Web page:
One of the most inspiring natural spectacles is that of the fiery prominences that shoot out from the surface of the sun. It is unfortunate that most people do not get to observe this sight unless they are observing a total eclipse of the sun. In a perfect world any person could simply raise their arm, block out the center of the sun with their thumb, and observe a sight similar to one afforded by an eclipse. However, the scattering of light in the Earth’s atmosphere makes this impossible. One cannot block out the direct rays of the sun from the surface of the Earth with a simple obstacle. Special equipment is therefore needed, and this is exactly what a spectrohelioscope is.
The main purpose of a spectrohelioscope is to filter out unwanted light, letting through light of a specific wavelength in order to observe solar prominences. The device must therefore be able to block out all light excepting that which is emitted most intensely by the solar prominences. This is the light radiated by hydrogen at 656.2 nm.
Spectrohelioscopes are based on a fact that was first discovered by the French astronomer Pierre Jules Cesar Janssen following his observation of a total solar eclipse from India in 1968. Janssen focused the edge of the sun’s image onto the slit of a spectroscope and was amazed by the brightness of the spectral line at 656.2 nm. The following day he searched for the color in full sunlight, and upon opening the slit of his spectroscope discovered that he could observe a portion of a solar prominence. Despite this discovery and the subsequent invention of the spectrohelioscope by G.E. Hale in 1924, the observation of solar prominences remained out of reach for most amateurs until the latter half of the 20th century. It was only then that building a spectrohelioscope began to become practical with the introduction of high quality holographic gratings. Today a self-made spectrohelioscope can be constructed for fewer than five hundred dollars.
There are a number of different types of spectrohelioscopes that are now capable of being built by amateur astronomers. In selecting a basic design to follow our group (Tessa Parshall, Tom Reyes, and Scott Tolliver) decided upon a dual grating spectrohelioscope as the best option. The advantages of the dual grating design are that it requires no special equipment to construct, no separate telescope, is relatively cheap, and contains no moving parts. The device is basically a telescope mated with a spectroscope. However, it employs a grating external to the spectroscope that reflects light onto the first concave mirror. The device we constructed is heavily based on the design presented in an article in “The Amateur Scientist” column of Scientific American, March 1974 A New Kind of Spectrohelioscope for Observing Solar Prominences. I would recommend reading this article to anyone who is attempting to build a similar device.
The diagram above schematically represents both the optical layout and the actual shape of the enclosure that was employed. The first grating acts as the input to the scope and reflects a dispersed image of the sun onto the first mirror in the system. The mirror then collects and focuses the light. The mirror should be configured so that it is focused precisely on the slit. This is best done by adjusting the first grating to reflect the 0-order light or replacing it with a mirror so you are actually focusing a full image on the slit. It is important to remember to use a light source that will simulate the distance to the sun (essentially at infinity). On the way to the slit, the light reflected from the first mirror will pass through the tuner, which is merely a rotatable plate of flat glass. This allows the beam to be displaced laterally in relation to the slit allowing adjustments to the tuner to select which wavelengths of light will pass through the slit. At this point in the optical path, we have a number of monochromatic images of the sun’s disk which overlap each other on each side of the hydrogen spectral line at 656.2 nm. The selected wavelength of light emerges from the slit as a diverging beam. It is then reflected by two plane mirrors onto a second concave mirror that will subsequently focus onto the second grating. The second grating then disperses the overlapping images of the sun’s disk. Properly adjusted the second grating will allow a monochromatic image consisting solely of light emitted by hydrogen to be reflected onto the third and final concave mirror. This mirror then focuses the image with the help of a lens, and the image is reflected off of a plane mirror to the eyepiece for viewing.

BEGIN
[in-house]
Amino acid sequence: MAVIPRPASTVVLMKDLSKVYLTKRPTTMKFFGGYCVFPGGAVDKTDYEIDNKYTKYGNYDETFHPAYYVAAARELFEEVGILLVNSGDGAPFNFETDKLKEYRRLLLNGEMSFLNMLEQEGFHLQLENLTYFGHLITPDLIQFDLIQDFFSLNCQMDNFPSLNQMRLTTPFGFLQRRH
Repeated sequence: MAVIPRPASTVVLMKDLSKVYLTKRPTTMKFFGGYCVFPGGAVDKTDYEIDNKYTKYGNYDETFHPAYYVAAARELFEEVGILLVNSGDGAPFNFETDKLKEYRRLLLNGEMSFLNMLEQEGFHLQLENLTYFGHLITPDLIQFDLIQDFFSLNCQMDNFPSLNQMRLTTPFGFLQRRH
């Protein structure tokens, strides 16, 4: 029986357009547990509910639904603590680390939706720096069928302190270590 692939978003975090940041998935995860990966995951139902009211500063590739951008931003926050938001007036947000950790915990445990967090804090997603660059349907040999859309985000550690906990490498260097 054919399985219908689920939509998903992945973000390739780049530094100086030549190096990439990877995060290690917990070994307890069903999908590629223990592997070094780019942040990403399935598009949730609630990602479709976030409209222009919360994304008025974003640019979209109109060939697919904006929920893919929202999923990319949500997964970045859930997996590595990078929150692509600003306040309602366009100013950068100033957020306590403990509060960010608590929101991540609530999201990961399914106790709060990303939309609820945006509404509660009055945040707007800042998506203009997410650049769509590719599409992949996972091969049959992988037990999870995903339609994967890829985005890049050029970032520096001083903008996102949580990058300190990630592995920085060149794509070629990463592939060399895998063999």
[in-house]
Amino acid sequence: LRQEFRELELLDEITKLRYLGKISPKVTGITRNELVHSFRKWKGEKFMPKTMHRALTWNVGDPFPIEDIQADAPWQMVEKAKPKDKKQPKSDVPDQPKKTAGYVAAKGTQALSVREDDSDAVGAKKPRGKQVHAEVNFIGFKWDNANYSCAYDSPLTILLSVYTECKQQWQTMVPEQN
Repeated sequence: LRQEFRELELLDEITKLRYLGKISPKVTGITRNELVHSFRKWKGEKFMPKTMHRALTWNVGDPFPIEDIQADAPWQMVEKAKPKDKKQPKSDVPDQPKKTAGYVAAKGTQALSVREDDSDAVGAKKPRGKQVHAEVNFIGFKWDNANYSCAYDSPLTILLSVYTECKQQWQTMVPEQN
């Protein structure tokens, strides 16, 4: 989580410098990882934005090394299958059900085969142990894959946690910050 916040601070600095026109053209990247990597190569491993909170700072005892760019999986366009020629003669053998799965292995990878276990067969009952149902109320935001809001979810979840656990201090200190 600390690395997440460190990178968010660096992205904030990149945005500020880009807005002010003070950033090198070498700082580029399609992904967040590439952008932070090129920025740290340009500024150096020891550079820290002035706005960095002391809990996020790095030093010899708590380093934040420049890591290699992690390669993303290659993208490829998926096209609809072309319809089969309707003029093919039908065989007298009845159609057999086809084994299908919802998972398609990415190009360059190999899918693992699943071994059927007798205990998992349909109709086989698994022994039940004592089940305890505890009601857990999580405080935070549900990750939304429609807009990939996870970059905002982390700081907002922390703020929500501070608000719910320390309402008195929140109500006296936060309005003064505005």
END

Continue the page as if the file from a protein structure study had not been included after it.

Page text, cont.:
The most crucial components of this system are the diffraction gratings. They should be chosen specifically for their purpose. They should be ruled with at least 1,200 lines per millimeter in order to insure adequate resolution and dispersion. They should also be blazed to reflect the desired light most intensely; thus gratings blazed for around 660 nm are preferred. The dimensions of the gratings should also be chosen carefully. You want to make sure that the ruled area of the gratings does not exceed the size of the mirrors that you are using. The dimensions of the gratings that we employed were 50mm x 50mm.